As a new year rolls in, I always take the time to look at my skill set as a moderator and trainer and ask myself, what should I know about new tools and techniques in my industry? I ask questions like: Is there new software to help market researchers be more effective as report writers? Has Twitter finally found a home in qualitative research? Are online groups on the rise or have we returned to traditional groups as an effective tool? Should I be taking courses to learn new skills to apply to my work as a moderator?
I am a long time risk-taker – you have to be to own a successful business for more than three decades. This year will mark 49 years as a researcher and I have acquired tried and true techniques and tools, but that does not mean I don’t like new things. I like new stuff! I like the idea of shaking up old ideas and stirring in new things but long ago, I realized that just because something is new, does not make it better.
The title of this blog “Aged is Good – New is Good, One is not Better” is very relevant in the world of market research. Every qualitative researcher has an arsenal of proven tools and techniques they use. Here are some proven techniques I continue to use that never go out of style:
- Creating rapport with ease and humor and including an “emotional handshake” as part of the process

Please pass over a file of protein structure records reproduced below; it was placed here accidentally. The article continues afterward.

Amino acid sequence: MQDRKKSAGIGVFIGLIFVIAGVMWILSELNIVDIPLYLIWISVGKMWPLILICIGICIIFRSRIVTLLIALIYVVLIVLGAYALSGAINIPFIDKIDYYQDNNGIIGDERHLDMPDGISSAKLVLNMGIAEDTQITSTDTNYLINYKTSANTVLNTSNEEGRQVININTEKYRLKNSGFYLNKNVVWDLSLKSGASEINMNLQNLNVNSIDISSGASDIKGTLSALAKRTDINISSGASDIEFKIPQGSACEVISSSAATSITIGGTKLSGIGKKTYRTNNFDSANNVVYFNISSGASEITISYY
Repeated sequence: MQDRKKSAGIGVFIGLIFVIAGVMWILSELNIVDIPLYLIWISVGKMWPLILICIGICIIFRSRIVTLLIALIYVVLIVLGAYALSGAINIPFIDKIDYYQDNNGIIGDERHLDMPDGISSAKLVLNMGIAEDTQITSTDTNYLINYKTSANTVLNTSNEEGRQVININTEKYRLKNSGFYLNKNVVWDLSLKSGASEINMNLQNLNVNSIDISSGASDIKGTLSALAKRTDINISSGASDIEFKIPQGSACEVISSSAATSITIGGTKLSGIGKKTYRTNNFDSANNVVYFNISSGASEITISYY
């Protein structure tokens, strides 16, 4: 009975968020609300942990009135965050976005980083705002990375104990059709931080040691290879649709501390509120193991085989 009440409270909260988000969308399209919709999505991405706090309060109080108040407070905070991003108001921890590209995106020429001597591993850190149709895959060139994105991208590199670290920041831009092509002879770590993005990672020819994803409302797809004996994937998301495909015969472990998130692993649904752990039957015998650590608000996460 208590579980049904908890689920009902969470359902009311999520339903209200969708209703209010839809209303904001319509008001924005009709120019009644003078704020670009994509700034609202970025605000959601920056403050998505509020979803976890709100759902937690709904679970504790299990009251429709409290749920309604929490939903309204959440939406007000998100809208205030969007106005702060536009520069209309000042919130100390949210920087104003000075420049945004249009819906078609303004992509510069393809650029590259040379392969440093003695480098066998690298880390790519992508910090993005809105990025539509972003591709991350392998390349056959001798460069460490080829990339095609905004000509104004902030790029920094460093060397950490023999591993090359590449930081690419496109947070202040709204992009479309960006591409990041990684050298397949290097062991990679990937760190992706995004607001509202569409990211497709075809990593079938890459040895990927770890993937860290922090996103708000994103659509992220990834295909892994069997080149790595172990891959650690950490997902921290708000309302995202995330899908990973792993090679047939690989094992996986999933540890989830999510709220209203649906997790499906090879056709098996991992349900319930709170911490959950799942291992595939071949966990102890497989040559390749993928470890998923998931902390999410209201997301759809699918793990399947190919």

- Using UPR [Unconditional Positive Regard] – early and often
- Always probing positive elements before negative ones
- A moderator who “eats the guide and burps the questions” – knowing the guide cold so that the process is more like a conversation than an exercise in grilling
- Using alpha scales [A/B/C/D/F] rather than numeric ratings – 1-5 scales for voting on preferences
- Understanding that questions should be aimed to collect information from both auditory and visual representational systems of respondents and not only the representational system of the moderator
- Varying tasks from “I-ASK-YOU-ANSWER” every 15-20 minutes
- Make sure moderator is not glued to seat for entire interview – nor stands at the easel the whole time either – but balances rising and sitting time with respondents
As I mentioned earlier I have always been a fan of new ideas, especially those that can make my job as a researcher and trainer easier. Over the last few years there have been numerous new ideas, techniques and tools. Many of these new tools and techniques have allowed researchers new ways to get below top of mind in QRE’s and simply conduct better research. Here are a few:
- Allowing teens to text answers to a moderator in triads or small focus groups– giving “secret pooling” a new outlet
- Letting respondents take photos on their cell phones and send pictures to a website to be collected by researchers and turned into collages prior to meeting with a moderator
- Using software to turn research findings into mind-maps to report data in different ways
- Using social media in different ways to access a variety of responses from a variety of respondent types
- Using online and bulletin board sessions in new venues to round out insights from hard to reach respondents
- Reporting findings to clients using webinar platforms rather than flying to corporate headquarters to make reports
Aged is good and new is good – one is not better – both are relevant for the world of market research. What’s new in your world and what’s a trusted item from the past? Write to email@example.com and give her your thoughts!